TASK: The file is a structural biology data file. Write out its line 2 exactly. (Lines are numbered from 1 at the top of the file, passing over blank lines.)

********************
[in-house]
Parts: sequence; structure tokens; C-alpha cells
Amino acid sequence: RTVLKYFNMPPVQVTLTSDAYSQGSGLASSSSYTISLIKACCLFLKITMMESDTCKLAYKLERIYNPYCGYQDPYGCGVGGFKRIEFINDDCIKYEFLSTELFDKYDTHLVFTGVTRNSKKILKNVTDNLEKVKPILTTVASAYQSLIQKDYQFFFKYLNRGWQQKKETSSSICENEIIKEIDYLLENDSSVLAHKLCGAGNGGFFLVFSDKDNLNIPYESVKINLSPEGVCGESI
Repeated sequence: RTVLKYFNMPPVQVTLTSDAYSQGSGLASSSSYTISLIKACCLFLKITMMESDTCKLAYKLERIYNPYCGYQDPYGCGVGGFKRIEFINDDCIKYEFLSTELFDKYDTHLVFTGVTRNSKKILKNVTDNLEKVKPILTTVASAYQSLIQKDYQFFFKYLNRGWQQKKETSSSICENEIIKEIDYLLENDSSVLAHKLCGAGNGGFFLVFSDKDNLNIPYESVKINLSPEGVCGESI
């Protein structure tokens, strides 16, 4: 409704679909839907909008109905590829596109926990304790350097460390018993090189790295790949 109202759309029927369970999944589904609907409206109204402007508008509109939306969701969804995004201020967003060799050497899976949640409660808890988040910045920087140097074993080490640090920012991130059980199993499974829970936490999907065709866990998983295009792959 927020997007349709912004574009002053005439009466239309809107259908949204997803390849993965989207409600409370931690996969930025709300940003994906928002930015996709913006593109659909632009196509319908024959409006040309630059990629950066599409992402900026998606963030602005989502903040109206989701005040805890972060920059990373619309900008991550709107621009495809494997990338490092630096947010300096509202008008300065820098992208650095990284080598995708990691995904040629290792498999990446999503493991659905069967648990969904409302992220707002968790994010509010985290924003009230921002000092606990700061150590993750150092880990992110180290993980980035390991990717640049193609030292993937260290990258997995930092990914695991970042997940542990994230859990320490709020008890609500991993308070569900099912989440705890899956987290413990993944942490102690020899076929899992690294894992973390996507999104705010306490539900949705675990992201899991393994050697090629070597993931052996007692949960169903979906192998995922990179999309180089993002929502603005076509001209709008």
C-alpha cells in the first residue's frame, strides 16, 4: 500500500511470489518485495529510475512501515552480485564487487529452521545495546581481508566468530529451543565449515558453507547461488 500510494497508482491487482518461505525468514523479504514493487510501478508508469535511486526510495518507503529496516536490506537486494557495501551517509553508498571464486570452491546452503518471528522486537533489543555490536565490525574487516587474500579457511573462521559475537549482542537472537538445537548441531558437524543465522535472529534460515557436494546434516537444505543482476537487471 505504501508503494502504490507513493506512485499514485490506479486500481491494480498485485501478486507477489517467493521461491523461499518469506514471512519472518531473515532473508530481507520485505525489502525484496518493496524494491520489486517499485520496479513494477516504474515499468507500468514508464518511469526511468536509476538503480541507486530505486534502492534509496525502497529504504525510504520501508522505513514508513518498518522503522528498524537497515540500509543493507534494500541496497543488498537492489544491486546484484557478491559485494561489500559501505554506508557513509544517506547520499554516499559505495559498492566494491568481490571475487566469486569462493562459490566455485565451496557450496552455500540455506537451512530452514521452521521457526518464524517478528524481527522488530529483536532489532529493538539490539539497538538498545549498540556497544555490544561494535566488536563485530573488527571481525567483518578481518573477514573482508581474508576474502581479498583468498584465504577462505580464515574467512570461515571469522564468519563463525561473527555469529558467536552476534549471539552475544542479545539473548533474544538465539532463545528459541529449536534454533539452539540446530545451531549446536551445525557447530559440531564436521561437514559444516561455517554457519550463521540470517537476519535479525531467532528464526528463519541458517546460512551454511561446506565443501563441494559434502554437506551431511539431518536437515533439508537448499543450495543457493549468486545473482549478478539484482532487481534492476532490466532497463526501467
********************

Parts: sequence; structure tokens; C-alpha cells